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Husband-wife educators relay hope & help for harried parents

GLORIETA, N.M. (BP)–Sometimes parents are harried because they make bad choices, and sometimes they’re just harried because they are parents, two Fort Worth educators told Texas Baptists at a conference on parenting.
“I’m glad Mary and Joseph lost Jesus at the temple. I find that comforting,” said Scott Floyd, assistant professor of psychology and counseling at Southwestern Baptist Theological Seminary.
Schedules and expectations — self-imposed or imposed by others — contribute to parents’ harried feelings, said Floyd and his wife, Mollie, instructor of speech and theater at Tarrant County Junior College.
Relating many of their own misadventures, the Floyds led a conference offering “Helps for Harried Parents” during the Texas Baptist Family Reunion, Jul 4-10 at Glorieta (N.M.) Baptist Conference Center.
“Parenting is a busy time in life,” Floyd said, noting a certain amount of stress just comes with the job.” As children move from the preschool years toward adolescence, parents may move from physical to emotional harriedness.”
Some parents become harried because they never learn to say “no,” either to the demands of their children or to requests from others for them to do “good things” at church, school, work or in civic organizations, the Floyds said. They may lack clear priorities.
Some have difficulty saying “no” because of pressure to keep up with others, they noted. That may come from other parents, from grandparents or from the children themselves. It may also come from the parents’ own desire to give their children the best or to compensate for something they thought was lacking in their own childhood.
There may also be spiritual reasons for parents feeling harried, the Floyds noted. Some parents are unable to trust God to work out his plans for their children’s lives. They feel the need for control.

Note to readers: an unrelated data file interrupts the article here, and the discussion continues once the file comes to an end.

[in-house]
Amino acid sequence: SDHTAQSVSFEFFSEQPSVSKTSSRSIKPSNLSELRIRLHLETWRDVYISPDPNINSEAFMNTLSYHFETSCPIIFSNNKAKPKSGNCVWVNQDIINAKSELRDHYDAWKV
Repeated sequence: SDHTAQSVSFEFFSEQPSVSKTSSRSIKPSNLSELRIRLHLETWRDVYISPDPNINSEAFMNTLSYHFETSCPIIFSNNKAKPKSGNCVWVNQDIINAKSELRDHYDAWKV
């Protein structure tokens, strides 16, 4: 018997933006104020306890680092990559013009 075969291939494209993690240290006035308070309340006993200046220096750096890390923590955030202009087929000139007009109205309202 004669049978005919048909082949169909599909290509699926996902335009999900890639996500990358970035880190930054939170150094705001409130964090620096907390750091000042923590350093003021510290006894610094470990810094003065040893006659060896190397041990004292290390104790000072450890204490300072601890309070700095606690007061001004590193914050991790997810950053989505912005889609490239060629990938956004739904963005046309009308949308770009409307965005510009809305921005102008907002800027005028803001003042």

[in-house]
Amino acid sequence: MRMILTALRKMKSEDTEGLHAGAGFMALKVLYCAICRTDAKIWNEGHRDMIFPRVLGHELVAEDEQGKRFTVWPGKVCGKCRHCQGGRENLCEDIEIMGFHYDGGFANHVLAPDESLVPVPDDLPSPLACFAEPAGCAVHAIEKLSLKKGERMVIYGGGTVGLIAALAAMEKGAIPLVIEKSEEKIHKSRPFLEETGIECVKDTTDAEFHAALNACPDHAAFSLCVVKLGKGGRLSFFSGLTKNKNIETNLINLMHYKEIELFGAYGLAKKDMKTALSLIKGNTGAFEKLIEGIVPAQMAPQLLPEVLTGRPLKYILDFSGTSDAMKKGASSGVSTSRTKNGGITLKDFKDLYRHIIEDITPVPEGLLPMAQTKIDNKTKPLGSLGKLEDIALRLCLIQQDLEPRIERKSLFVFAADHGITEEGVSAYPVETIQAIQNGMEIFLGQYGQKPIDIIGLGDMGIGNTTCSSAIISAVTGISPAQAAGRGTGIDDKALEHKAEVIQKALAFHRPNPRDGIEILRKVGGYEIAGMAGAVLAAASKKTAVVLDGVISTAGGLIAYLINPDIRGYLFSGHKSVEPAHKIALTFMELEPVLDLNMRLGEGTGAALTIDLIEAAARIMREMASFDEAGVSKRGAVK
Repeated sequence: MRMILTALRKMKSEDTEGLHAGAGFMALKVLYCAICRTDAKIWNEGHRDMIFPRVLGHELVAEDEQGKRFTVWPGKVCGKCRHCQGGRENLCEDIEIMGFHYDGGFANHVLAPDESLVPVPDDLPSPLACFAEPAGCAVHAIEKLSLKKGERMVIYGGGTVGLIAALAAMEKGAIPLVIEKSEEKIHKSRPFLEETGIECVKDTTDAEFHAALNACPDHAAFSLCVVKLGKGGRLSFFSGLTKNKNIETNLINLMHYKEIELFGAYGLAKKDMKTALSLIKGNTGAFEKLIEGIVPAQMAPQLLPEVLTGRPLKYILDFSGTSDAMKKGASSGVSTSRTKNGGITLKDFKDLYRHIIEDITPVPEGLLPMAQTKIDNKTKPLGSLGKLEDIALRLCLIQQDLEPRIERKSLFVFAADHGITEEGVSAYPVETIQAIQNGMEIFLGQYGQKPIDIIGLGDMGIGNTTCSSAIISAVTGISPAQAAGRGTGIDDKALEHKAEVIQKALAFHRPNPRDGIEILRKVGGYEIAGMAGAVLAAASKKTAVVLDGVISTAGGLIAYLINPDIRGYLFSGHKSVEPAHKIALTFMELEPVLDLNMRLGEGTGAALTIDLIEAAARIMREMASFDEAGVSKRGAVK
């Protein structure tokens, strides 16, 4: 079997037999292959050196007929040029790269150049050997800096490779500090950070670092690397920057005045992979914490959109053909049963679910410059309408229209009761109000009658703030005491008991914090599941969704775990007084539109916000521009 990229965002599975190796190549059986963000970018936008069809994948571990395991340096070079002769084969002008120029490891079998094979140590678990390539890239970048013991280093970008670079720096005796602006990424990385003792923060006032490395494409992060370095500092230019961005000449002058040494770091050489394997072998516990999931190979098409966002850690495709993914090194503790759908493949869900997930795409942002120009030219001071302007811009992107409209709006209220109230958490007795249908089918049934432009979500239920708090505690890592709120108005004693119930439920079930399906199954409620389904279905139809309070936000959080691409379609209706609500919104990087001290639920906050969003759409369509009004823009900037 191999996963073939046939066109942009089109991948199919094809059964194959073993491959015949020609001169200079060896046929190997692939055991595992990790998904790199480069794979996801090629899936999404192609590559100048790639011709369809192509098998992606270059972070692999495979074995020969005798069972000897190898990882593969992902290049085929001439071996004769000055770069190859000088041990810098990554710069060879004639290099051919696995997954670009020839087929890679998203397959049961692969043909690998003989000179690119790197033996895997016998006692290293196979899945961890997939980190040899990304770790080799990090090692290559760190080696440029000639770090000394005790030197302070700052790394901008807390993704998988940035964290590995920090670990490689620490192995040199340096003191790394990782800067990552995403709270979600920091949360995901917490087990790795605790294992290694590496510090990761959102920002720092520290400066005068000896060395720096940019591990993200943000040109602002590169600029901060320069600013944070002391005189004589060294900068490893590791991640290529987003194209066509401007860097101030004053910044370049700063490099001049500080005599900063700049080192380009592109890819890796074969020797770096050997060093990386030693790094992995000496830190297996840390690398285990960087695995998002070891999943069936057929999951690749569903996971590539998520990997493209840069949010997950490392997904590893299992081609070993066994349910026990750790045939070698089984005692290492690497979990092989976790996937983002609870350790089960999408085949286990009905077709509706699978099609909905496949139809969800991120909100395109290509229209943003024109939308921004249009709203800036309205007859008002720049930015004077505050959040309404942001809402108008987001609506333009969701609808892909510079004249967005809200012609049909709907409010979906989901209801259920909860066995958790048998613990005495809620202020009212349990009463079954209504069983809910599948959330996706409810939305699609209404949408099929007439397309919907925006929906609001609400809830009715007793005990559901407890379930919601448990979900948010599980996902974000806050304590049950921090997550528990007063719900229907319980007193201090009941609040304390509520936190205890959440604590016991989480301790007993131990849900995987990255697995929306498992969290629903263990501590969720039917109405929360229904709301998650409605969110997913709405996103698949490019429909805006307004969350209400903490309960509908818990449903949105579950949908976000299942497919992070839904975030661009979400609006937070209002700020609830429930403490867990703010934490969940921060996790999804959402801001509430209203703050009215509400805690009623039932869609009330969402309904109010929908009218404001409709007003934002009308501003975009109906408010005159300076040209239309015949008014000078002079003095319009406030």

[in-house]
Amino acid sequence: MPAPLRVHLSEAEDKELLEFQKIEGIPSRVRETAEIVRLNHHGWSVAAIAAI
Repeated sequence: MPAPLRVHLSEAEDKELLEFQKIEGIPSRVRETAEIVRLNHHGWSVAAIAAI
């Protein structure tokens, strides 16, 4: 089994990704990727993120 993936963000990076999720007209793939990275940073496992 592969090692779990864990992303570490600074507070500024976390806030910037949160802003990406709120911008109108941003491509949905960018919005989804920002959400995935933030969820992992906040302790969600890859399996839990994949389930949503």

The Floyds offered seven tips to help harried parents:
— Pray. “Pray about what your family mission and ministry is, about your purpose or goal as a family. Pray about what activities your children should be involved in. And pray for grace, either to tolerate situations or to change situations,” said Mollie Floyd, the mother of twins. “I often pray, ‘Lord, I need grace, and I need it right now.'”
— Identify values. “Decide what you value as a family, and spend time doing it,” Joseph Floyd suggested. Devote time to those things that are most important rather than struggling with the tyranny of that which is most urgent.
— Evaluate. “Ask if an activity fits into your family’s values. Ask if a child is too busy,” he recommended. The couple also suggested talking to other parents whose children have been involved in an activity, asking them, “Is what you put into it worth what you got out of it?”
— Choose. Make deliberate choices as a family rather than drifting from one activity to another.
— Be practical. Plan ahead. Keep a family calendar that everyone can check. Schedule adequate time to get from one activity to another.
— Communicate. Spouses need to talk to each other and to their children to communicate expectations. “Tell children what you want from them in advance,” Joseph Floyd said.
— Embrace your choices. Don’t feel the need to apologize for carving out time for family. “Delight in the little moments alone with your children,” Mollie Floyd said.

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  • Ken Camp